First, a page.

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Implications of NCAA march madness brackets with multiplier scoring (a Stata example)

This year at our office we are again helping contribute to the great March Madness economic productivity drain. However, we are also toying with the idea of switching to a Fibonacci sequence of bracket scoring and using multiplier scoring to weight up more risky selections (particularly in later rounds). 

In prior years, we did this whole thing on paper / manually, and so to keep things simple we followed a standard scoring (pts per round) regime which was the standard espn/yahoo format (e.g., 1-2-4-8-16-32 points across the 6 rounds) .  

This year most people in our office seem supportive of a scoring scheme that incentivizes risk-taking.  So, there are essentially two changes to our scoring scheme.

First, we are changing to a 2-3-5-8-13-21 progression. With the more traditional 1-2-4-8-16-32 system, the championship game is worth 32x as much as any first-round game (which in effect makes the first round games almost mostly useless). With Fibonacci scoring, the last round game is worth 10.5x's as much as each first-round game which is much more reasonable and allows the second change of using ‘score multipliers’ have more weight in differentiating winners/losers. 

Second, we are adding score multipliers based on the seed difference. Point multipliers give ‘big upsets’ more value based on the difference in seeds and the round. For example, if you correctly pick a 10-seed to beat a 6-seed in the round of 32 (so if this has a hypothetical round multiplier of 3), you'd be awarded 12 bonus points [(10 - 6) * 3 = 12] on top of the regular points awarded in the round.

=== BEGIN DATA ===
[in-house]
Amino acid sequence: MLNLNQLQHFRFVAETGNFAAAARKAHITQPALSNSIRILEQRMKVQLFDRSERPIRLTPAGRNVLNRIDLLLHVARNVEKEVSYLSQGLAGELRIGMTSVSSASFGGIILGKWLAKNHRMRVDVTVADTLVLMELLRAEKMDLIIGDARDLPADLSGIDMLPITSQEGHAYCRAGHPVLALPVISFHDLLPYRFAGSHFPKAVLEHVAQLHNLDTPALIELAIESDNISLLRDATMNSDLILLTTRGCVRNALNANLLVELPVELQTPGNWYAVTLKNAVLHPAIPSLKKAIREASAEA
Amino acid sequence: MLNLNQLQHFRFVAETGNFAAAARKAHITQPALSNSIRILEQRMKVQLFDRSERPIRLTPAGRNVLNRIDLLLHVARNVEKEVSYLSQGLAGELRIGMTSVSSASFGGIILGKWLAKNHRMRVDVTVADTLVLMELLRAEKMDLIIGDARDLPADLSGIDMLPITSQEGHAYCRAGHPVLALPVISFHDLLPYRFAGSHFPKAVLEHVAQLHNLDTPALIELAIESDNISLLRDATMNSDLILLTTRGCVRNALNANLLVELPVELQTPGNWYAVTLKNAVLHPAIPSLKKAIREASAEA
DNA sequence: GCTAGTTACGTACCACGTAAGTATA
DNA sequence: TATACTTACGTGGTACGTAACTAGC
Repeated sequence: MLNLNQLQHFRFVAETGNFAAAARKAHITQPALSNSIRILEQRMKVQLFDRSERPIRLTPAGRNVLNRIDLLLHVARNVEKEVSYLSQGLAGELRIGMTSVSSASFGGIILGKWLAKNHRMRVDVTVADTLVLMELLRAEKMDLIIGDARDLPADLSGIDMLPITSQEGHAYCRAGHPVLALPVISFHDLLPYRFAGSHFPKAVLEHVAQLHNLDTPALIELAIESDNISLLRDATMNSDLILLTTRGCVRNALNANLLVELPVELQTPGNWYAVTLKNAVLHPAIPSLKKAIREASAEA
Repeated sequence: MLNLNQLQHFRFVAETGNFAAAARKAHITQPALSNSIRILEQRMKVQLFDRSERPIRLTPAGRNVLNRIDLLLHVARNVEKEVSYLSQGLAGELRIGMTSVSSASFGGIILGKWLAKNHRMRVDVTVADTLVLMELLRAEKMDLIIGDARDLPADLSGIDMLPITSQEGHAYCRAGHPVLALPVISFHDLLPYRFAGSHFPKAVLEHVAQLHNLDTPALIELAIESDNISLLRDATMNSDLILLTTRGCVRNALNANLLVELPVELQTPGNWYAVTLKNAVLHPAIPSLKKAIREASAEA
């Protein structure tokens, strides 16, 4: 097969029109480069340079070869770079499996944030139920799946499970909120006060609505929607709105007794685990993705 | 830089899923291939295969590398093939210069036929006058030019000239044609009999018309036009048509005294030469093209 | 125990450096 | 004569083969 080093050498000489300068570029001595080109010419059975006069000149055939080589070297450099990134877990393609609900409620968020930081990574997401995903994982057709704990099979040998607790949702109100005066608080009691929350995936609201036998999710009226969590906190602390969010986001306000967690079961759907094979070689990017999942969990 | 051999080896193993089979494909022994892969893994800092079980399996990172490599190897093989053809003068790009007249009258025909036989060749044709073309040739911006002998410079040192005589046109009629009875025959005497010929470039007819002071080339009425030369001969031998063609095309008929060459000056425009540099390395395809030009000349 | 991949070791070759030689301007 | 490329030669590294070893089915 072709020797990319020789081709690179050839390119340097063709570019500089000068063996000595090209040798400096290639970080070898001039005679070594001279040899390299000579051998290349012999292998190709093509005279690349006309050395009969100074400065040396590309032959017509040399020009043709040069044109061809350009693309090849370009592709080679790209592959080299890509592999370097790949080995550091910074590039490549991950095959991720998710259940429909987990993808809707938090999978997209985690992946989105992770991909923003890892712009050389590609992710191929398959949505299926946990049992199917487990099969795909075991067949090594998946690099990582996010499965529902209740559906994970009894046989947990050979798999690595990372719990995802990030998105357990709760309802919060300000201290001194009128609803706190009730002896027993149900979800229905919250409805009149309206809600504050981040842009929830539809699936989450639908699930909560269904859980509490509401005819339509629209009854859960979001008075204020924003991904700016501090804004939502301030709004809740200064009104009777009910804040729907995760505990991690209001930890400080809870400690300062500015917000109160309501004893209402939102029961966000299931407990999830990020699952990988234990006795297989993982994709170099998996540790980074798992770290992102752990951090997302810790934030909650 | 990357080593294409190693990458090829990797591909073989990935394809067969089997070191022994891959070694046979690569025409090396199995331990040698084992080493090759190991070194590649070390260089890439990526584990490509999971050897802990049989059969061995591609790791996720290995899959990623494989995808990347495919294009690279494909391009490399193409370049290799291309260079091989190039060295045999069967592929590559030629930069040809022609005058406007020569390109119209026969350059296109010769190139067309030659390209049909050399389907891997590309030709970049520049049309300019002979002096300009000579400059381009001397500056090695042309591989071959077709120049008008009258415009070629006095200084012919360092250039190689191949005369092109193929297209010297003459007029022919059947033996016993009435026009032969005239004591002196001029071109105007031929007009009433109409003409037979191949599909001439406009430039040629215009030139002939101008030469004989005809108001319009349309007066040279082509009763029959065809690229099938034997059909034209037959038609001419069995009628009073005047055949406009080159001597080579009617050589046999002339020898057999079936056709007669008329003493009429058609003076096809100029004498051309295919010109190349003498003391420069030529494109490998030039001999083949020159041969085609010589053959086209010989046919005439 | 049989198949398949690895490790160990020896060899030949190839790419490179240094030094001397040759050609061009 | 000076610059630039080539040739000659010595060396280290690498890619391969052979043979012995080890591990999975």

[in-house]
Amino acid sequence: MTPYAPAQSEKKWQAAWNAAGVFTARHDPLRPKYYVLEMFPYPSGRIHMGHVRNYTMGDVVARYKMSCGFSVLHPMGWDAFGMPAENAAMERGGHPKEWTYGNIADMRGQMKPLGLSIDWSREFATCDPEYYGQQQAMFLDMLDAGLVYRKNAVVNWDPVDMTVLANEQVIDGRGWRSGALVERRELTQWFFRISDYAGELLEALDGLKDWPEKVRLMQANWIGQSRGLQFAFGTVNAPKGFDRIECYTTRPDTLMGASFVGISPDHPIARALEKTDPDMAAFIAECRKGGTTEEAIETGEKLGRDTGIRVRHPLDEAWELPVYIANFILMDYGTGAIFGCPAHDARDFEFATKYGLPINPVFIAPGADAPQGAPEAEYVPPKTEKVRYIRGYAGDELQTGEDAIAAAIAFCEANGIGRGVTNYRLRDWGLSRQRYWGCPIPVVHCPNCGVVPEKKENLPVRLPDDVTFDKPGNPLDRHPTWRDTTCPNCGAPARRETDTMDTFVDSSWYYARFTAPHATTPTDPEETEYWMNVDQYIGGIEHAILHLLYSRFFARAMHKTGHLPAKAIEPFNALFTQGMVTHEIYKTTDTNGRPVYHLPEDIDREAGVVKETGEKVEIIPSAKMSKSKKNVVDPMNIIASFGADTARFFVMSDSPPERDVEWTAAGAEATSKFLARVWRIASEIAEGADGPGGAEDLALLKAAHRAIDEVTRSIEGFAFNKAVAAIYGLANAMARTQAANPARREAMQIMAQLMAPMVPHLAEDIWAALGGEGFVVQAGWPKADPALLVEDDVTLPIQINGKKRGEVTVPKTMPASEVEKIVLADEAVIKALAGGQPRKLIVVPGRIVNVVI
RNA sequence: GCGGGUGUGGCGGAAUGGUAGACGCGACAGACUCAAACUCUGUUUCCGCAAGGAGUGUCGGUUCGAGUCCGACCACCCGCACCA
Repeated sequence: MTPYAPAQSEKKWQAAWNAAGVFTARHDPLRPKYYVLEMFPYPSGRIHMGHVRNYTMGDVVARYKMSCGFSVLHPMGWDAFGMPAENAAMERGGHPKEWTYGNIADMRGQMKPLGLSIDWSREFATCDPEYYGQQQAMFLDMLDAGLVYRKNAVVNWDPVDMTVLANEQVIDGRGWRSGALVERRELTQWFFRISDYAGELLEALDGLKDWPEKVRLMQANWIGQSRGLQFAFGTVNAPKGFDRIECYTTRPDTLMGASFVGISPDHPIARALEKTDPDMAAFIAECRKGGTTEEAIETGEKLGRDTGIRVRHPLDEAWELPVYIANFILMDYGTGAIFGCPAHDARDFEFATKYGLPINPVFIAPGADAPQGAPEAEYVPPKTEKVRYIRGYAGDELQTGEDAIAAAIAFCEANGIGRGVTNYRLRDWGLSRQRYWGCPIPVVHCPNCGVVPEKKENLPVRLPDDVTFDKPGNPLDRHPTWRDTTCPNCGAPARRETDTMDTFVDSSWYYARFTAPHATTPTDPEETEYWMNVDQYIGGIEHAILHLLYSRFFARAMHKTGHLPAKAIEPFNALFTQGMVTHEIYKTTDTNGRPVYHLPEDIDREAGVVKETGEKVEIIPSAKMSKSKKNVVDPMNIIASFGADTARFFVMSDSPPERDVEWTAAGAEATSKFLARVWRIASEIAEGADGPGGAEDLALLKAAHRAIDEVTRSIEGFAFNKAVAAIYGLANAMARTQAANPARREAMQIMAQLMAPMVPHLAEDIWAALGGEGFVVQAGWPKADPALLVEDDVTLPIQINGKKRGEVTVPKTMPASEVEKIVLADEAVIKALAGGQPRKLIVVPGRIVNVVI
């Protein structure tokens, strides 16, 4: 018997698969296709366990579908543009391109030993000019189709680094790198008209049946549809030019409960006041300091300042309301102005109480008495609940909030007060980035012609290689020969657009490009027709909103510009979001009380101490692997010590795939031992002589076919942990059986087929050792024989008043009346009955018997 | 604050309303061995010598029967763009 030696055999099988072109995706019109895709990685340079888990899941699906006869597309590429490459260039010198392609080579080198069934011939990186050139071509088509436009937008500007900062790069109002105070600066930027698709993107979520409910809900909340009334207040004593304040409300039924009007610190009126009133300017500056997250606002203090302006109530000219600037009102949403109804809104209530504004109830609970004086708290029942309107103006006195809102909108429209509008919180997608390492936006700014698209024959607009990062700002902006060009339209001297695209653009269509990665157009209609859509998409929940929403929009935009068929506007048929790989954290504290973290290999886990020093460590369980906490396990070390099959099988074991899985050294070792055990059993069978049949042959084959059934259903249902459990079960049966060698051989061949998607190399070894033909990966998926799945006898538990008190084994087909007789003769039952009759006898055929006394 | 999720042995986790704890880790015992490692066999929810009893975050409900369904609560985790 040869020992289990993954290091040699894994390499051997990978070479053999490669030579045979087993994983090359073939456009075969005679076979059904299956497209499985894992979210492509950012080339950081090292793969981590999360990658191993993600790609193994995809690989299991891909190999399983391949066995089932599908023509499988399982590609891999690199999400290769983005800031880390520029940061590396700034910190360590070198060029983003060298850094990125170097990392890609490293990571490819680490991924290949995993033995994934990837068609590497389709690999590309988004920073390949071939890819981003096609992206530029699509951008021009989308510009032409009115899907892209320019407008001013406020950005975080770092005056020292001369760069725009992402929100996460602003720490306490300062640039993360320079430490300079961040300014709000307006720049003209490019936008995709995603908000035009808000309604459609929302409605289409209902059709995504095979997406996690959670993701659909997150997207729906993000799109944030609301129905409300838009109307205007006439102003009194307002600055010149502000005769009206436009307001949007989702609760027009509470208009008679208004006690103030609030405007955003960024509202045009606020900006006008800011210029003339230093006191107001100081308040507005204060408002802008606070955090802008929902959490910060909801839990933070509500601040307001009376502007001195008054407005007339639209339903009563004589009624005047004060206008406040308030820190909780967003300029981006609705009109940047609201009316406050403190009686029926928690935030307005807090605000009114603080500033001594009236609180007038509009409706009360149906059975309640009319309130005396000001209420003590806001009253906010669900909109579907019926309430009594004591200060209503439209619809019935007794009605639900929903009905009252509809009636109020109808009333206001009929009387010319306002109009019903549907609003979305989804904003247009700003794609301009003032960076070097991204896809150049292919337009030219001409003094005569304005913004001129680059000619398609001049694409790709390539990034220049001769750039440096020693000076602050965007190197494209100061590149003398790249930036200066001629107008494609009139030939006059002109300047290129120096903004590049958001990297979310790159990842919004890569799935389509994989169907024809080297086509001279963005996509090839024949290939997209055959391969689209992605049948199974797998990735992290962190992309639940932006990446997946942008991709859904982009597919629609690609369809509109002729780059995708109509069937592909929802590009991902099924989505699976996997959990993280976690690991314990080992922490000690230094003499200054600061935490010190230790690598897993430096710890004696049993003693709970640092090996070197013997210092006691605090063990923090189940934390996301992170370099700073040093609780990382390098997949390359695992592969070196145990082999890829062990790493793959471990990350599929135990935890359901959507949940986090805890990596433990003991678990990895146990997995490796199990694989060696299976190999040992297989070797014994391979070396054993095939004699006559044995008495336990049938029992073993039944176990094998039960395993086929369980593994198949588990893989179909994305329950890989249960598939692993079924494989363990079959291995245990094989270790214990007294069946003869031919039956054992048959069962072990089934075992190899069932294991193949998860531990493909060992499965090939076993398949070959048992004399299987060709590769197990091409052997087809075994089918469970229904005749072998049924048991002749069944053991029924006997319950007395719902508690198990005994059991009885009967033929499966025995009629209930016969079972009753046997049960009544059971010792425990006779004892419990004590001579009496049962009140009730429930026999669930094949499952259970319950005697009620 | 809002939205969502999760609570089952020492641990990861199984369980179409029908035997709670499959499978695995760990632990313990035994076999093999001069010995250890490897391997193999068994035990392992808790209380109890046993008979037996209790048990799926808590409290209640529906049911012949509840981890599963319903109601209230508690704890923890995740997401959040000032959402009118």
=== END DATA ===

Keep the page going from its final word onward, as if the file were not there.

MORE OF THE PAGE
Our planned multiplier across rounds is 1-2-2-3-3-0. The multiplier (somewhat) increases across rounds (because it is harder to make upset picks deeper into the tournament) except for the last round (Final) where essentially one player gets an automatic multiplier since there are only two teams (unless they are both 1st seed which happens about 27% of the time according to this file), so we follow a lot of other brackets that set this multiplier to zero in the last round.

To illustrate the implications of this change and allow others to toy with the scoring and multipliers I've laid out, I set up a post at the link below which has woven Stata code and output (and a .do file you can use yourself) to simulate the impacts of changing the March Madness scoring. 

The upshot of this file (as it's currently set up without any human/strategic picking) is that risk-taking pays off in most cases (>87%) in that a risk-taking player (when they win) ends beating teams that would have won via standard scoring that percentage of the time. The picking mechanism in this file is a random number generator (runiform()) and there are a lot of assumptions baked-in, but you can toggle those settings if you're interested.


Last thing, I created this woven file using Ben Jann's excellent -webdoc- (from SSC). I would have pasted the output from -webdoc- into blogger instead of putting it on our FTP but (1) blogger doesnt like the javascript for the Stata code buttons and (2) the intended audience here is mostly my coworkers at Gibson. The do file for this code is located at the bottom of the page linked above.

  Good luck picking the best of the 9,223,372,036,854,775,808 potential brackets!  



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